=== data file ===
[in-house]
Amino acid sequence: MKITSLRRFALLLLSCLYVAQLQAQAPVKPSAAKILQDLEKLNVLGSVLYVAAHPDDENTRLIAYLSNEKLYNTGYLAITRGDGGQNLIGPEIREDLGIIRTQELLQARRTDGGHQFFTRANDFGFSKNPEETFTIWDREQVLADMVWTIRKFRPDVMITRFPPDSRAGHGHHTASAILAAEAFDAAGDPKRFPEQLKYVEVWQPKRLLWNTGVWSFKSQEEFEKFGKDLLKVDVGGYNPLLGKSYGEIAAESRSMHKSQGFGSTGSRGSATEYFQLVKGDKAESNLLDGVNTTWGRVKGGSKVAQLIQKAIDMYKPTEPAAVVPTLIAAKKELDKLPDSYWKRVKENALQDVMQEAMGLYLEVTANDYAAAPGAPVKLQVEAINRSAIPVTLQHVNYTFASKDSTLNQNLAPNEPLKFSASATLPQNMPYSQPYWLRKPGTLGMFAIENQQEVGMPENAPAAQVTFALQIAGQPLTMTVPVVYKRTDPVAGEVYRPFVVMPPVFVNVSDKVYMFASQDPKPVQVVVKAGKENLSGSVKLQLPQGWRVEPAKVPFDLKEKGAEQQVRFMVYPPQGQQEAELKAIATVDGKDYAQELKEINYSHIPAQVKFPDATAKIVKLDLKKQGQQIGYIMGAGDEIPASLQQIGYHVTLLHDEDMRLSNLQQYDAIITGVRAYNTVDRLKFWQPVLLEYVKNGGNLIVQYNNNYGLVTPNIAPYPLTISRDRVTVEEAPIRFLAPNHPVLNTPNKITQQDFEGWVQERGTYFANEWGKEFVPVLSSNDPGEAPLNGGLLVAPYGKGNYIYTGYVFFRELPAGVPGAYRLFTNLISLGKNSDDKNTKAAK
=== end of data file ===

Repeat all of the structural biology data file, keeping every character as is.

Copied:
[in-house]
Amino acid sequence: MKITSLRRFALLLLSCLYVAQLQAQAPVKPSAAKILQDLEKLNVLGSVLYVAAHPDDENTRLIAYLSNEKLYNTGYLAITRGDGGQNLIGPEIREDLGIIRTQELLQARRTDGGHQFFTRANDFGFSKNPEETFTIWDREQVLADMVWTIRKFRPDVMITRFPPDSRAGHGHHTASAILAAEAFDAAGDPKRFPEQLKYVEVWQPKRLLWNTGVWSFKSQEEFEKFGKDLLKVDVGGYNPLLGKSYGEIAAESRSMHKSQGFGSTGSRGSATEYFQLVKGDKAESNLLDGVNTTWGRVKGGSKVAQLIQKAIDMYKPTEPAAVVPTLIAAKKELDKLPDSYWKRVKENALQDVMQEAMGLYLEVTANDYAAAPGAPVKLQVEAINRSAIPVTLQHVNYTFASKDSTLNQNLAPNEPLKFSASATLPQNMPYSQPYWLRKPGTLGMFAIENQQEVGMPENAPAAQVTFALQIAGQPLTMTVPVVYKRTDPVAGEVYRPFVVMPPVFVNVSDKVYMFASQDPKPVQVVVKAGKENLSGSVKLQLPQGWRVEPAKVPFDLKEKGAEQQVRFMVYPPQGQQEAELKAIATVDGKDYAQELKEINYSHIPAQVKFPDATAKIVKLDLKKQGQQIGYIMGAGDEIPASLQQIGYHVTLLHDEDMRLSNLQQYDAIITGVRAYNTVDRLKFWQPVLLEYVKNGGNLIVQYNNNYGLVTPNIAPYPLTISRDRVTVEEAPIRFLAPNHPVLNTPNKITQQDFEGWVQERGTYFANEWGKEFVPVLSSNDPGEAPLNGGLLVAPYGKGNYIYTGYVFFRELPAGVPGAYRLFTNLISLGKNSDDKNTKAAK